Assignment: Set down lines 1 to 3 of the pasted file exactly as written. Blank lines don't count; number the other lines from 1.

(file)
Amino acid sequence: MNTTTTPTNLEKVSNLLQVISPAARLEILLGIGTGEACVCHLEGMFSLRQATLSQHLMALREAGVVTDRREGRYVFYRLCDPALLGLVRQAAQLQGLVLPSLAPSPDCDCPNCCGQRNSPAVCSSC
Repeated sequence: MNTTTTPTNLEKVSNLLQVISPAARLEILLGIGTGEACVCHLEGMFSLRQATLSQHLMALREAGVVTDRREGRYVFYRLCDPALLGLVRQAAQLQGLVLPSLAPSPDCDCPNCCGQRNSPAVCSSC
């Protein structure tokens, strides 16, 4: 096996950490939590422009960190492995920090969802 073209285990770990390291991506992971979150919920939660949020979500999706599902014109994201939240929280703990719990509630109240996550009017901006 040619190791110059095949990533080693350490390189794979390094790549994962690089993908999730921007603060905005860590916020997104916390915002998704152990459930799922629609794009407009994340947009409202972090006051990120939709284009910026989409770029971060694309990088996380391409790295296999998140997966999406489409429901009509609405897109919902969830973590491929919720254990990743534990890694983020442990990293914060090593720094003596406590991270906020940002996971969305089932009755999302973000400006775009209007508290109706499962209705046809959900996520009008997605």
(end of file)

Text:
Amino acid sequence: MNTTTTPTNLEKVSNLLQVISPAARLEILLGIGTGEACVCHLEGMFSLRQATLSQHLMALREAGVVTDRREGRYVFYRLCDPALLGLVRQAAQLQGLVLPSLAPSPDCDCPNCCGQRNSPAVCSSC
Repeated sequence: MNTTTTPTNLEKVSNLLQVISPAARLEILLGIGTGEACVCHLEGMFSLRQATLSQHLMALREAGVVTDRREGRYVFYRLCDPALLGLVRQAAQLQGLVLPSLAPSPDCDCPNCCGQRNSPAVCSSC
């Protein structure tokens, strides 16, 4: 096996950490939590422009960190492995920090969802 073209285990770990390291991506992971979150919920939660949020979500999706599902014109994201939240929280703990719990509630109240996550009017901006 040619190791110059095949990533080693350490390189794979390094790549994962690089993908999730921007603060905005860590916020997104916390915002998704152990459930799922629609794009407009994340947009409202972090006051990120939709284009910026989409770029971060694309990088996380391409790295296999998140997966999406489409429901009509609405897109919902969830973590491929919720254990990743534990890694983020442990990293914060090593720094003596406590991270906020940002996971969305089932009755999302973000400006775009209007508290109706499962209705046809959900996520009008997605």